Protecting Those At Risk

We all have a responsibility to work together to protect those who are most vulnerable to COVID-19. Illness due to COVID-19 is generally mild, especially for children and young adults. The vast majority of people with COVID-19 infection do not require hospital care; however, a much smaller percentage of people get severely ill with lung and breathing problems like pneumonia.

Who is most at risk of serious illness?

  • People who are 65 years and older
  • People with certain health conditions, such as heart disease, lung disease, diabetes, kidney disease and weakened immune systems
  • People with chronic medical conditions or compromised immune systems

Learn more about how to care for at-risk populations here.

What can we do to protect our vulnerable populations?

  • Avoid contact with people who are sick
  • Stay home from large gatherings
  • When possible, use video or phone calls instead of meeting in-person to avoid potential exposure
  • Contact your doctor immediately if you start feeling virus symptoms
  • Practice everyday prevention.
  • Anyone feeling sick should stay away from those at higher risk.
  • Avoid bringing large groups of people together for nonessential gatherings; consider postponing events.
  • Avoid visiting hospitals, long term care facilities, or nursing homes to the extent possible. Limit time there and keep at least six feet away from patients.

Learn more about prevention and control recommendations in Healthcare Settings.

The World Health Organization has more information about how to protect yourself. Learn more.

Preventing Transmission

At this time, there is no vaccine available for COVID-19. This means we must be extremely vigilant and proactive to prevent the spread of COVID-19 in our communities.

The virus can spread from:

  • Person-to-person through small droplets from the nose or mouth when a person with COVID-19 coughs or exhales. These droplets land on objects and surfaces around the person.
  • People may contract COVID-19 by touching these objects or surfaces, then touching their eyes, nose or mouth.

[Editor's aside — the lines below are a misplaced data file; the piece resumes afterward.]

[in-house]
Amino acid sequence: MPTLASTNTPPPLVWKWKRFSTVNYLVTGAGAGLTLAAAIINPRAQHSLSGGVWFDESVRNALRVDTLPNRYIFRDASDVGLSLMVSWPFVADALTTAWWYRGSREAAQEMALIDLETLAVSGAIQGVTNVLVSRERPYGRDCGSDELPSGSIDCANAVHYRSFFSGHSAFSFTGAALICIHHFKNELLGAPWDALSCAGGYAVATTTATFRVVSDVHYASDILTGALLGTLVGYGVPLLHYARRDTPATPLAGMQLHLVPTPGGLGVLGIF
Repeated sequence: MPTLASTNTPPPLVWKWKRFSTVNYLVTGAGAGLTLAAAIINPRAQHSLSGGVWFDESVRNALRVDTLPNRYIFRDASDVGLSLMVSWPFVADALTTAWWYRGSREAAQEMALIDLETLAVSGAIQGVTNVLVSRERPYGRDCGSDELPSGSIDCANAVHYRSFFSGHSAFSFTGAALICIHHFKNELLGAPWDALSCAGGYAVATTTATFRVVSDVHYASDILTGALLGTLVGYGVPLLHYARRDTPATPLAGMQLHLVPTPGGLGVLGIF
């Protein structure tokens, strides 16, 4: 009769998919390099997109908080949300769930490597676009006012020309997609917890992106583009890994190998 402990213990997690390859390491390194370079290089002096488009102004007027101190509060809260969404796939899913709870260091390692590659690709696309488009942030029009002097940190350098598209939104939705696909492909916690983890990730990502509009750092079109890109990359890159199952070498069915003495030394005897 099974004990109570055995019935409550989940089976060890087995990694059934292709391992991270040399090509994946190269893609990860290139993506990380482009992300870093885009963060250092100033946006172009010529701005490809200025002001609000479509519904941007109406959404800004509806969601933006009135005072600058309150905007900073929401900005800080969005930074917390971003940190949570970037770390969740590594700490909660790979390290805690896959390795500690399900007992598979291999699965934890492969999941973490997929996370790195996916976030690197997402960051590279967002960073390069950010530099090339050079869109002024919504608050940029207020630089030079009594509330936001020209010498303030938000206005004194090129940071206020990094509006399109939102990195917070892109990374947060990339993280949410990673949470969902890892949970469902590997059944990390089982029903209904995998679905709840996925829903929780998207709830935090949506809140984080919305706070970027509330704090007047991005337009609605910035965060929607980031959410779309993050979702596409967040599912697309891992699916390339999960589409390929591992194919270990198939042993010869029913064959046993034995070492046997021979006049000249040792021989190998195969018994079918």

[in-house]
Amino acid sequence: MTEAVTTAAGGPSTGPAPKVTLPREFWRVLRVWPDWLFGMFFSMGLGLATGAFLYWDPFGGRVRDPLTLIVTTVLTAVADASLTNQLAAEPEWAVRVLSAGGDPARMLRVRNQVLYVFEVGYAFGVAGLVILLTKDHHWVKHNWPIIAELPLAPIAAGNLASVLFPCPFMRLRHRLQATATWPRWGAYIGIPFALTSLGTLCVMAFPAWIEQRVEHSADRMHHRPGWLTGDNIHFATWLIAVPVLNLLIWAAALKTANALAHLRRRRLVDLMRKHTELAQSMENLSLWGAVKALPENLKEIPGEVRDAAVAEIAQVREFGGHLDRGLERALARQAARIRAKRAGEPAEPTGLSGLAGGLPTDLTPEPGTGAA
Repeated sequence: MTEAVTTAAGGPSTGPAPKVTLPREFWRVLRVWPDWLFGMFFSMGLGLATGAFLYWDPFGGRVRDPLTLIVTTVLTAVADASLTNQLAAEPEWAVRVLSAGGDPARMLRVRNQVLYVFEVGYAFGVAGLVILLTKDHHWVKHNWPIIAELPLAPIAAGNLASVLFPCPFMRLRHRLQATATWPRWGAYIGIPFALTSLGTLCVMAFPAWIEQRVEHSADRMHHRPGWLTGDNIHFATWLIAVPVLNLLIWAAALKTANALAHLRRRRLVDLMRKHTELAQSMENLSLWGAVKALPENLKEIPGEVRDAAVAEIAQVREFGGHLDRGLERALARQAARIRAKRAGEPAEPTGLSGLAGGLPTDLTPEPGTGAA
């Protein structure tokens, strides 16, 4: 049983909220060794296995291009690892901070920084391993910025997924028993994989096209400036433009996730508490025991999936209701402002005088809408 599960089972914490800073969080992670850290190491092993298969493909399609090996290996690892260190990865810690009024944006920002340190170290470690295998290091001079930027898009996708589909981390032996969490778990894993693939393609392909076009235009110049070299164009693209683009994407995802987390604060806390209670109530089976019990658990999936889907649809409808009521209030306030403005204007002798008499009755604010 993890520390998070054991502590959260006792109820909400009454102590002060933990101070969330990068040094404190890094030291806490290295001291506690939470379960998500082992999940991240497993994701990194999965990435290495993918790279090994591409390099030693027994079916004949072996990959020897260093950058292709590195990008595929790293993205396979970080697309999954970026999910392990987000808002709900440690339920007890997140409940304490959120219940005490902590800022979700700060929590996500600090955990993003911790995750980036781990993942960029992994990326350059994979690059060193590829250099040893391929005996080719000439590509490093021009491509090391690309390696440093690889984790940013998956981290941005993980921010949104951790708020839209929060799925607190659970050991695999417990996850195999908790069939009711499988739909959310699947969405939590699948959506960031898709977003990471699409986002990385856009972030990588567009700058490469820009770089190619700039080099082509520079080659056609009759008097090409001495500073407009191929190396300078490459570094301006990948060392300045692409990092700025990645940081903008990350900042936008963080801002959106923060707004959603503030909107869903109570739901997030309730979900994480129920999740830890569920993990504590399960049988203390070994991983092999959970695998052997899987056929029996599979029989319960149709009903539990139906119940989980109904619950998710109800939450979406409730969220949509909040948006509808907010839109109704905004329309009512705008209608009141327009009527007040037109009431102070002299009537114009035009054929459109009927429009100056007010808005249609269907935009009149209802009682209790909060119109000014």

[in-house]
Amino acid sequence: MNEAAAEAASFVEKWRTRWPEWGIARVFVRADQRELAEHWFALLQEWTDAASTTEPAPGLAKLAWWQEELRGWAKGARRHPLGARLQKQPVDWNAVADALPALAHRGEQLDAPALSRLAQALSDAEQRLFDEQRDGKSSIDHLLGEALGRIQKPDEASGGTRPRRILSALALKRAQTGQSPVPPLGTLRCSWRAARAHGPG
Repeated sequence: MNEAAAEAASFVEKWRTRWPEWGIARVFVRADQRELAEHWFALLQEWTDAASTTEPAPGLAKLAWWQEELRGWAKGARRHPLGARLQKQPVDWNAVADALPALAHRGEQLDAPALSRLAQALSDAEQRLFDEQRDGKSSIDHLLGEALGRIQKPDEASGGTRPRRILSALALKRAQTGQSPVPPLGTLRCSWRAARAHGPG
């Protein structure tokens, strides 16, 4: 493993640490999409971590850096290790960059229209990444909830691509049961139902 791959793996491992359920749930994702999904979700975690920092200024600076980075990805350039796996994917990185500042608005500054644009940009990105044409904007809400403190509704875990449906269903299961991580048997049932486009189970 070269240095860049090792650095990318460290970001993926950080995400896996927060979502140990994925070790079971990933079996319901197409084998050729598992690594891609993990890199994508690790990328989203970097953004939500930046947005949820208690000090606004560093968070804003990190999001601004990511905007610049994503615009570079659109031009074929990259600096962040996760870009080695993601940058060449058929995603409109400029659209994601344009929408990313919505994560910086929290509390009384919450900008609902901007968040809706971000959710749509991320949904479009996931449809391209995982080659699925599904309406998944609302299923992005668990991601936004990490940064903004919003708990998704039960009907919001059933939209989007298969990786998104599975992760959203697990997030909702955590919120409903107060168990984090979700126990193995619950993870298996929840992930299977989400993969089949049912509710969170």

• People can also be exposed to COVID-19 if they breathe in droplets from a person with COVID-19 who coughs out or exhales droplets.

How easily a virus spreads from person-to-person can vary. Based on progression of the virus in other communities, the virus that causes COVID-19 seems to be spreading easily and sustainably (referred to as “community spread”) in some affected geographic areas outside of Hawai‘i. To learn more, read the CDC’s guidance to help in the risk assessment and management of people with potential exposures to COVID-19.

You generally need to be in close contact with a sick person to get infected. Close contact includes:

  • Living in the same household as a sick person with COVID-19
  • Caring for a sick person with COVID-19
  • Being within 6 ft of a sick person with COVID-19 for about 10 minutes
  • Being in direct contact with secretions from a sick person with COVID-19 (e.g., being coughed on, kissing, sharing utensils, etc.).

If you think you may have had contact with a person infected with COVID-19, you should:

  • Monitor your health during the 14 days after the last day you were in close contact with the sick person with COVID-19.
  • Watch for fever, cough and shortness of breath.
  • You should not go to work or school and should avoid public places for 14 days.

If you get sick with fever, cough or shortness of breath (even if your symptoms are very mild), you should stay at home and away from others. Learn more about symptoms and treatment here.

Aloha United Way 211 specialists are waiting to answer your COVID-19 questions.

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